Vol. 76, No. 9, September
A Good Run:
Wisconsin Lawyer Looks Back on 75 Years
Join us as
the Wisconsin Lawyer celebrates 75 years in print - from our debut
in September 1927 to the present. Explore the path we traveled to bring
readers a nationally acclaimed, professional journal.
This is not your usual Wisconsin Lawyer article. It contains
no practice tips, no updates on laws or court decisions, and no
discussions of quandaries currently facing attorneys and their
profession. On these few pages, Wisconsin Lawyer is presenting
an article about ... Wisconsin Lawyer.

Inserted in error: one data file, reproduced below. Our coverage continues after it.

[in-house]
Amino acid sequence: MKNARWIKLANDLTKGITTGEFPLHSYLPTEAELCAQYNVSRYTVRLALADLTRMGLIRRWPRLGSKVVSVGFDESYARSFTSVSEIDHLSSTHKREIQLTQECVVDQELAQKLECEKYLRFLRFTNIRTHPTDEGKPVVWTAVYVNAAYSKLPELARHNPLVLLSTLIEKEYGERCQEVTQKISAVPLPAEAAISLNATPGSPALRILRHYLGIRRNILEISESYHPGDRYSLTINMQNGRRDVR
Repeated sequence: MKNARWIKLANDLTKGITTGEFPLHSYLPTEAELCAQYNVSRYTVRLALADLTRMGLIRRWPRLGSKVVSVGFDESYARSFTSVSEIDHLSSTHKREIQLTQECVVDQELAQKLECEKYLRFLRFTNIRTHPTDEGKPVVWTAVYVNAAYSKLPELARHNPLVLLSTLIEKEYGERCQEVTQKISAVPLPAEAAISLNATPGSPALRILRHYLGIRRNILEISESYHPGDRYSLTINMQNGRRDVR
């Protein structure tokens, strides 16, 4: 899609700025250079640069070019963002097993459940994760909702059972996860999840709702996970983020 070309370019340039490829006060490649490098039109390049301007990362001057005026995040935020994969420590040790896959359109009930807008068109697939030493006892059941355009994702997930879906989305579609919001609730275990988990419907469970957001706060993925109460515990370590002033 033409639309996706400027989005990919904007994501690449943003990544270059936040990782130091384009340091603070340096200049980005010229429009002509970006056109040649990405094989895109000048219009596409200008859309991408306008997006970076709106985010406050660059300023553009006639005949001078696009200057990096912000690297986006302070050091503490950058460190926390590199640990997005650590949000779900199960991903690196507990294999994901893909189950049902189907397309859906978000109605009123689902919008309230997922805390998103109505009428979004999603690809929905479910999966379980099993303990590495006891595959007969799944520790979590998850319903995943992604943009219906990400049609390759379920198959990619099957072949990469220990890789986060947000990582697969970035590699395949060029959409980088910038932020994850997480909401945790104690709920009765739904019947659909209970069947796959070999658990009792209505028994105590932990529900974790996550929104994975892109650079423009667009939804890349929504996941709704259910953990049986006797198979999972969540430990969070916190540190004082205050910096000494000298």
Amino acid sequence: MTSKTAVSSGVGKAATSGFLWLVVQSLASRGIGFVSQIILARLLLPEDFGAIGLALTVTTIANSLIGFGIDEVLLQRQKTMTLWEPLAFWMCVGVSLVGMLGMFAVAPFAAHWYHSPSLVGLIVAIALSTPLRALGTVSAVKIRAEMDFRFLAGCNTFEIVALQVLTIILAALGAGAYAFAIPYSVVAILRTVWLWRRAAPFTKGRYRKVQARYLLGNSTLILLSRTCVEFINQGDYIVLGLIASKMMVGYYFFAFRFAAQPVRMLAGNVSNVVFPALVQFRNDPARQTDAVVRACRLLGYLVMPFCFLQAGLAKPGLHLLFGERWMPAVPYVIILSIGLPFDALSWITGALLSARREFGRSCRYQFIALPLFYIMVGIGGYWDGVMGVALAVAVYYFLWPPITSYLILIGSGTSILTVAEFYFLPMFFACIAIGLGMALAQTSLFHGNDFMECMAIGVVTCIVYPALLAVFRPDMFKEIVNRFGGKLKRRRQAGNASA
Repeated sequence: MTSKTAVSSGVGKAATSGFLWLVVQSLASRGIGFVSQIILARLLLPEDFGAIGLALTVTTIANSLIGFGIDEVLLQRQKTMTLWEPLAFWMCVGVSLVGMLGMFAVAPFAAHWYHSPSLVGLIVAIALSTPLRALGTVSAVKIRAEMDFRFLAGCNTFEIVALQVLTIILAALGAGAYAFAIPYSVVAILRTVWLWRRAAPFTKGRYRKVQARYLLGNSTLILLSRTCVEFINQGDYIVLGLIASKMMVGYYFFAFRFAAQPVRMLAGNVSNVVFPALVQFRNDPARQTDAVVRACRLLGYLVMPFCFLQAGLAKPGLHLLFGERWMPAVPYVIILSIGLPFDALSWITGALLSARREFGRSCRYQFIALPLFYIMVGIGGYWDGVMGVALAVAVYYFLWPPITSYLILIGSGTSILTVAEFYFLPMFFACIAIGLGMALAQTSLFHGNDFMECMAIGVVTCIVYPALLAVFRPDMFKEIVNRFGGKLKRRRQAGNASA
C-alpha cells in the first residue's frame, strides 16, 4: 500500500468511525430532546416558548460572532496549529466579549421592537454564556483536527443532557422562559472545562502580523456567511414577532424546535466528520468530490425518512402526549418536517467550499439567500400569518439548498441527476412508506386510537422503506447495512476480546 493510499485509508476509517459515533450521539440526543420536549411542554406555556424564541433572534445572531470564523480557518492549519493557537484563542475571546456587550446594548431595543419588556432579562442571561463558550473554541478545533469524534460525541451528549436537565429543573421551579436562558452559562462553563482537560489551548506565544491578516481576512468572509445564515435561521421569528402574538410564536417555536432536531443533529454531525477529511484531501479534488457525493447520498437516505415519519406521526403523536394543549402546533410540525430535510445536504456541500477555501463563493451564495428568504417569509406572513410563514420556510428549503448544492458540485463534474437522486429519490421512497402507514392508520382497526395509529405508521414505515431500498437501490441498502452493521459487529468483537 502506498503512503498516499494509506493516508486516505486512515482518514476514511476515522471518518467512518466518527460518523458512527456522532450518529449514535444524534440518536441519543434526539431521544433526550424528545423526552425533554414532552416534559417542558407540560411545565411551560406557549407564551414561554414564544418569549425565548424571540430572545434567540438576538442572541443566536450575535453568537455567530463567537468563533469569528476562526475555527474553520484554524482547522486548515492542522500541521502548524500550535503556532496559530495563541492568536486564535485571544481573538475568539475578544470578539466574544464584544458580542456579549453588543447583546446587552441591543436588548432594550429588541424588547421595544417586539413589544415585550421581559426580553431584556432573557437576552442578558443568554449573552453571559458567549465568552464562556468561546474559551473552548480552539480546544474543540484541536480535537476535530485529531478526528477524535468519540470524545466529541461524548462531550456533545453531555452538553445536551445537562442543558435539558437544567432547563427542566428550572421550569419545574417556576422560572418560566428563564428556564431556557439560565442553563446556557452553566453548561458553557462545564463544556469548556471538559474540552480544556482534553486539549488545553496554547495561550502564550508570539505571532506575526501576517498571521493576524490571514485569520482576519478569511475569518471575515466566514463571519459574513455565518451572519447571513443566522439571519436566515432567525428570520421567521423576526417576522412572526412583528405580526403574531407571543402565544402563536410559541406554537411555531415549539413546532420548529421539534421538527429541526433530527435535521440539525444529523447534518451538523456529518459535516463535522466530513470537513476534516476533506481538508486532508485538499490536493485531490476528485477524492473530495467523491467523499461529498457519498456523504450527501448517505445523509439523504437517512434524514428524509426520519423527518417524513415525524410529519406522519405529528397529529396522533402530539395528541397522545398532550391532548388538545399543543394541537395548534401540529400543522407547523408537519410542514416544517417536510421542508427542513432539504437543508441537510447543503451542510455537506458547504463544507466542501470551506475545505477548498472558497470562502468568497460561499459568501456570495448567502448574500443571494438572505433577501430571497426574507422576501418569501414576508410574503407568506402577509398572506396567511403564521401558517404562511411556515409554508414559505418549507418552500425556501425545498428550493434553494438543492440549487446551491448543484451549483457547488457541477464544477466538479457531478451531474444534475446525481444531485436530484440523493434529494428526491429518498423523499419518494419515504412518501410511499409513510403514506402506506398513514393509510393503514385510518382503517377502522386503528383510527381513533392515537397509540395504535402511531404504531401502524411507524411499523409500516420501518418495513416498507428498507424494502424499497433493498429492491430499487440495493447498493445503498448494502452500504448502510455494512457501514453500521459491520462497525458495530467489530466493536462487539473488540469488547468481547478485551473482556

It seems only fitting, considering that the magazine reached its 75th
anniversary last September. We held off celebrating this historic
milestone until this year to coincide with the activities marking the
State Bar of Wisconsin's 125th anniversary.
This is our chance to tell the story behind this publication, which
faithfully lands in your mailbox or in-basket every month. Allow us to
boast just a bit, too, as we're proud of the reputation Wisconsin
Lawyer has earned in the bar publishing world.
"The Wisconsin Lawyer is an award-winning magazine, and it's
recognized for being a leader," notes Danial Kim, editor and publisher
of the ABA Journal, and formerly deputy executive director of
the State Bar of Michigan. "I think other state and local bars look to
this magazine for how they can do a better job on their publications. I
know when I was at the State Bar of Michigan, Wisconsin Lawyer
was one of the magazines we looked to and respected very much."